Where the Different Donald Trump Investigations Stand: Georgia, Manhattan, and the Special Counsel
Donald Trump: How Much Trouble Is He In?
Donald Trump, throughout his presidency, faced quite a few different investigations, including the long Robert Mueller probe into Russian interference in the 2016 election and a pair of impeachment inquiries that led to him becoming the only president in history to be impeached twice.
But two years after Donald Trump left office, even as he seeks to make his return to the presidency, Trump is facing criminal probes on several fronts.
Here is a look at where each investigation currently stands:
A special grand jury in Atlanta, for much of the last two years, was investigating Trump’s possible interference in the counting and certifying of Georgia’s electoral votes in the 2020 election.
There is also an investigation that has included both the “fake electors” scheme in that state and Trump’s call to the Georgia Secretary of State, Brad Raffensperger, in which the then-president asked Raffensperger to “find” a certain amount of votes in the state to allow him to win it.
Other phone calls from that period are also reportedly part of the probe.
According to the AP, Fulton County District Attorney Fani Willis has argued in court that a decision is “imminent” on whether she will pursue charges in the matter and also asked a court to delay releasing the grand jury report in the case because it could possibly impact the rights of future defendants.
“I expect to see indictments in Fulton County before I see any federal indictments,” Clark Cunningham, a Georgia State University law professor, told the Associated Press last week. “[Willis] wouldn’t be talking about the release of the report creating prejudice to potential future defendants unless she saw in the report peoples’ names who she saw as potential future defendants,” he added.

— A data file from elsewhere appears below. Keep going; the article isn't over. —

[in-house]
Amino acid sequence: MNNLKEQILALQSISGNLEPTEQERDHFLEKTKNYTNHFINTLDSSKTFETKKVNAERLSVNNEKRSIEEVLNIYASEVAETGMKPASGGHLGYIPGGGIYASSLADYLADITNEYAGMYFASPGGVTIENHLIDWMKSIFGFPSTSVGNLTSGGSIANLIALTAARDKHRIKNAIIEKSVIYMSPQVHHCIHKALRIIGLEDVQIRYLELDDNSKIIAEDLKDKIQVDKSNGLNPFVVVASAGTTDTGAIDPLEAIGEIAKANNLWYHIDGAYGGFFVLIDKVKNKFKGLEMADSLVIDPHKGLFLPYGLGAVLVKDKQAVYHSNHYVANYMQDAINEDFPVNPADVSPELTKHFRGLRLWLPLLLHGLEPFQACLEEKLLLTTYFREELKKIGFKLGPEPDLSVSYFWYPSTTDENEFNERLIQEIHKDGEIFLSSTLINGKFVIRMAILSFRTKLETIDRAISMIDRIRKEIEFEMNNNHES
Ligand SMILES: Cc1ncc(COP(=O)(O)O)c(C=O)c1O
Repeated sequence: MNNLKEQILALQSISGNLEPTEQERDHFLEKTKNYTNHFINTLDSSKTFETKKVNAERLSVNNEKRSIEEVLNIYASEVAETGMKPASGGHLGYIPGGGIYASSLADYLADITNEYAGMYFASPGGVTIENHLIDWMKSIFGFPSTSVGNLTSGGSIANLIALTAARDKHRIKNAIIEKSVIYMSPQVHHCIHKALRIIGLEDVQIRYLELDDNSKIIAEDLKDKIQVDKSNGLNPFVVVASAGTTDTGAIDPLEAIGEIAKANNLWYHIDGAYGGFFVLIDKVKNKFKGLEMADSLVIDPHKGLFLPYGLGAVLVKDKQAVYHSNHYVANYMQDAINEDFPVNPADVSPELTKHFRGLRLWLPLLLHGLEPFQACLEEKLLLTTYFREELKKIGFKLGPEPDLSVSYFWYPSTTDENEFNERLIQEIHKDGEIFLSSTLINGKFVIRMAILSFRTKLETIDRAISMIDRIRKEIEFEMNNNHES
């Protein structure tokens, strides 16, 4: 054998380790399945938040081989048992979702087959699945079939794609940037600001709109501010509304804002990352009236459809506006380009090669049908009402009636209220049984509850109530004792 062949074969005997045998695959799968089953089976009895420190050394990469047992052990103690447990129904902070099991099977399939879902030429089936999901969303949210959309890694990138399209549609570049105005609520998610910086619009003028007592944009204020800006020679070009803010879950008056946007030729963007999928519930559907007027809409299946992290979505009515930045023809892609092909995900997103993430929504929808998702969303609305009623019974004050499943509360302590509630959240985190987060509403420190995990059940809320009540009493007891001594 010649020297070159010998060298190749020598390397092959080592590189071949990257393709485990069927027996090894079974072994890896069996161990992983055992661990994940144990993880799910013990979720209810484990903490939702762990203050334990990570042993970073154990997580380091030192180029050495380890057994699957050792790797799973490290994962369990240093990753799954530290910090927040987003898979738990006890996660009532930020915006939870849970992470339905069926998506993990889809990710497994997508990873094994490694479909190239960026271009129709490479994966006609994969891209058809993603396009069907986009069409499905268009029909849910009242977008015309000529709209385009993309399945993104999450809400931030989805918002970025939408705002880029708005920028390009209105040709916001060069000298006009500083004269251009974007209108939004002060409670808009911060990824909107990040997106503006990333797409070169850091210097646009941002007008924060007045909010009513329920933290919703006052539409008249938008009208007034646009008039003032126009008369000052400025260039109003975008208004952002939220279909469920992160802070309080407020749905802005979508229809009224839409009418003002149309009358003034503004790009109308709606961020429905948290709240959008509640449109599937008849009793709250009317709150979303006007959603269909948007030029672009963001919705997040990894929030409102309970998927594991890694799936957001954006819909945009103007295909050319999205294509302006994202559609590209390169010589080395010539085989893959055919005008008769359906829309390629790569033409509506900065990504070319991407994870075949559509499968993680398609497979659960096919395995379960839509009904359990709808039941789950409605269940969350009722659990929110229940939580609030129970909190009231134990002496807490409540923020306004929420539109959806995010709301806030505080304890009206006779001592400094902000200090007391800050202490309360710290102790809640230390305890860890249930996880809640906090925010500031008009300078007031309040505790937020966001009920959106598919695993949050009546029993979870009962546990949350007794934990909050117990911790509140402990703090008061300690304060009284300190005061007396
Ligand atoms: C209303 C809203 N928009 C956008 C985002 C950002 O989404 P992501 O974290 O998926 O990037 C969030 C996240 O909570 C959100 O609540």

The Manhattan District Attorney’s Office
A year ago, when two prominent prosecutors left the Manhattan District Attorney’s office, it looked like a decision had been made not to go forward with charges against the former president in that jurisdiction.
But now, it appears that has changed, especially after that office secured a conviction against the Trump Organization last year.
The New York Times reported last week that the prosecutors in New York have begun presenting evidence to a grand jury in Manhattan in what appears to be a case involving Trump’s payments to adult film star Stormy Daniels.
One potential witness, longtime National Enquirer publisher David Pecker, was seen entering the building where the grand jury is located.
“The prosecutors have also begun contacting officials from Mr. Trump’s 2016 campaign, one of the people said. And in a sign that they want to corroborate these witness accounts, the prosecutors recently subpoenaed phone records and other documents that might shed light on the episode,” the Times added.
So that case has reached a grand jury, even if the grand jury hasn’t wrapped up its work yet, as in the Georgia matter.
Michael Cohen, Trump’s former attorney, said this week that he handed over his phones in connection with the Manhattan probe.
The Special Counsel
Normally, when a current or former president faces a Special Counsel investigation, that’s their most significant source of legal worry.
But while Donald Trump indeed has a Special Counsel, Jack Smith, looking into both his role in the January 6 attack and the Mar-a-Lago documents affair, it doesn’t appear that investigation is as far along as the Georgia and New York cases.
In the tradition of the Mueller investigation, there have been few leaks from the Smith probe so far.
However, CNN reported about a month ago that Smith received a “trove” of documents from local election officials.
There’s been little public indication at this point of where Smith’s investigations stand, although it would appear that the case of the documents has Trump in more jeopardy than the January 6 matters.
Expertise and Experience: Stephen Silver is a Senior Editor for 19FortyFive. He is an award-winning journalist, essayist and film critic, who is also a contributor to the Philadelphia Inquirer, the Jewish Telegraphic Agency, Broad Street Review and Splice Today. The co-founder of the Philadelphia Film Critics Circle, Stephen lives in suburban Philadelphia with his wife and two sons. Follow him on Twitter at @StephenSilver.